It seems the series is highlighting a real emerging belief that mainstream Australian political parties are weak and disconnected from the population. It is possible the series is trying to illustrate the notion that extremism grows where there is a weak centre or voter disillusionment.
The allure of fear
Extremist politics in Australia are often overlooked in media and academic circles. It would have been easy for Romper Stomper to portray either side or even those caught in the middle as villains, heroes or victims. But the early episodes give no indication that this will be the narrative. Rather, the series provides an insight into the thinking of each group and its motivations.
Even for a fictional account, the insights are very real and at the core of people’s motivations is fear.
In Romper Stomper, most resort to violence because they are afraid. Everyone has the perception they are fighting back.
Patriot Blue is scared of the changes brought about by increased immigration and the impact it will have on Anglo culture. Blake openly tells his wife he is afraid of what Australia will become with further immigration. Antifasc fears the rise of extreme right-wing politics, which it perceives as Nazism and a threat to progressive politics.
Romper Stomper’s depiction of the way extremist groups operate and organise is realistic. Like real groups, the series shows Patriot Blue and Antifasc establishing “intelligence units”, which gather information on their opponents’ activities and membership.
Likewise, real nationalist groups and Antifa use social media and fundamental network analysis techniques — such as the interpretation of relationships between people or organisations — along with cyber security measures, to gather and hide information.
Enlisting the poor
We also see how extremist groups recruit and conduct public outreach programs. Both groups in the series also assist the homeless and provide self-styled security on the streets. They argue they are providing services that mainstream governments are no longer interested in or able to offer.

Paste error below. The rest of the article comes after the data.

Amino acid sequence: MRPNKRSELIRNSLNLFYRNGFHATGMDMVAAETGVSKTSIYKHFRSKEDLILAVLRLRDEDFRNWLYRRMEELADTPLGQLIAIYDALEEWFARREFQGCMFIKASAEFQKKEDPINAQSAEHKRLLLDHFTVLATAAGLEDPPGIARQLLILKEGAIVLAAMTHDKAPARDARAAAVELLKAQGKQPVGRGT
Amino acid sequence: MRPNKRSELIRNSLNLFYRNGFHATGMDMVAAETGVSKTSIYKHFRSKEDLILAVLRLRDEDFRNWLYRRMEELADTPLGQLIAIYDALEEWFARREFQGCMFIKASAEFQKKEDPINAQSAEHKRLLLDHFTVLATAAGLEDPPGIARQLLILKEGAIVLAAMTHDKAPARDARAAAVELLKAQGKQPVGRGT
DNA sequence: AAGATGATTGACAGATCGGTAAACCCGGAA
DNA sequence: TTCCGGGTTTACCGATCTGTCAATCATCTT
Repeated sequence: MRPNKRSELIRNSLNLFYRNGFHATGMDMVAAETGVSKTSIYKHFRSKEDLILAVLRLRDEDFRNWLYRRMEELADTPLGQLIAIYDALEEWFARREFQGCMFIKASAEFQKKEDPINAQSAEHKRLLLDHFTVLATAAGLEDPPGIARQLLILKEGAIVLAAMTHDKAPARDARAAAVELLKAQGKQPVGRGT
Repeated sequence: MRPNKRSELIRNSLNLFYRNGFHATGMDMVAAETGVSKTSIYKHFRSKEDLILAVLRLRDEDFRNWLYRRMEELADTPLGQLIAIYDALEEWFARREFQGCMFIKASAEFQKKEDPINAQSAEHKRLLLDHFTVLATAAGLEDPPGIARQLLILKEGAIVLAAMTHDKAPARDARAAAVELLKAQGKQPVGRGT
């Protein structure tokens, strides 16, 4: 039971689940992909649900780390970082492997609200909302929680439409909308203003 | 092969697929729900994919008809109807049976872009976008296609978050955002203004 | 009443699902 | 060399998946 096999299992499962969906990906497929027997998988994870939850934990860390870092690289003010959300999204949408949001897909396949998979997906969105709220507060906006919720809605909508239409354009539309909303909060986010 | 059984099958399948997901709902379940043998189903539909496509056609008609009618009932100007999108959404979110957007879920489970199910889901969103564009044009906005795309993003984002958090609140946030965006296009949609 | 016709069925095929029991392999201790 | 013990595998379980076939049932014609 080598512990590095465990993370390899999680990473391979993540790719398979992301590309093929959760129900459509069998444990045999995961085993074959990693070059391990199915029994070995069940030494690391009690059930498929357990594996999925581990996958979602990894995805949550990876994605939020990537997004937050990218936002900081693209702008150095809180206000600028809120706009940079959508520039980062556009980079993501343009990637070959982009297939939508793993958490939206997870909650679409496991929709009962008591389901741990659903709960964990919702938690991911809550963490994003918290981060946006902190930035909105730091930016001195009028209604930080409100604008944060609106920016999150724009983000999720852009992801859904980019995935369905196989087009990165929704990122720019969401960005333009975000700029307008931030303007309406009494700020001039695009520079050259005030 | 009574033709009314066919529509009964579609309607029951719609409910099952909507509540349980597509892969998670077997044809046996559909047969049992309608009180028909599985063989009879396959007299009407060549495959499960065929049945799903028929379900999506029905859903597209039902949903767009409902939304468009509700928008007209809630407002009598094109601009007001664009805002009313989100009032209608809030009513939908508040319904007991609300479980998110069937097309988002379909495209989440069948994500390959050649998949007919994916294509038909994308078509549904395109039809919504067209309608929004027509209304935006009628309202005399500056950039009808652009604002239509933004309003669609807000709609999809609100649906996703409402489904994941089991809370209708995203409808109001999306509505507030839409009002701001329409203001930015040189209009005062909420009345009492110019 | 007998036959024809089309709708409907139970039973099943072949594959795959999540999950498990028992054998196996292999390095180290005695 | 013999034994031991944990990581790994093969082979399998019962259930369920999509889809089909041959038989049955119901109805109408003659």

As the series shows, it is socially disadvantaged people (or those who perceive they are socially disadvantaged), who are driven to join extremist groups. These groups often provide them with a wider political explanation for their problems and sell themselves as being able to solve them, through radical means.
This kind of approach is evident in the way Blake initially interacts with Kane and a friend — providing food, employment and social inclusion. This is probably going to have repercussions for Blake down the track in the series with a likely power struggle for leadership that reflects another reality of extremist politics — its propensity to implode through the group splintering.
Based on the early episodes, Romper Stomper is akin to the political fiction of Australian novelist Frank Hardy.
Where Hardy provided a raw insight into Labor and union politics, Romper Stomper provides a snapshot of 21st-century Australian extremist politics and the alarming rise of disillusionment with mainstream politicians and media.
Romper Stomper premieres on Stan on January 1.
Troy Whitford is a lecturer in Intelligence and Security Studies at Charles Sturt University.
This article first appeared in The Conversation.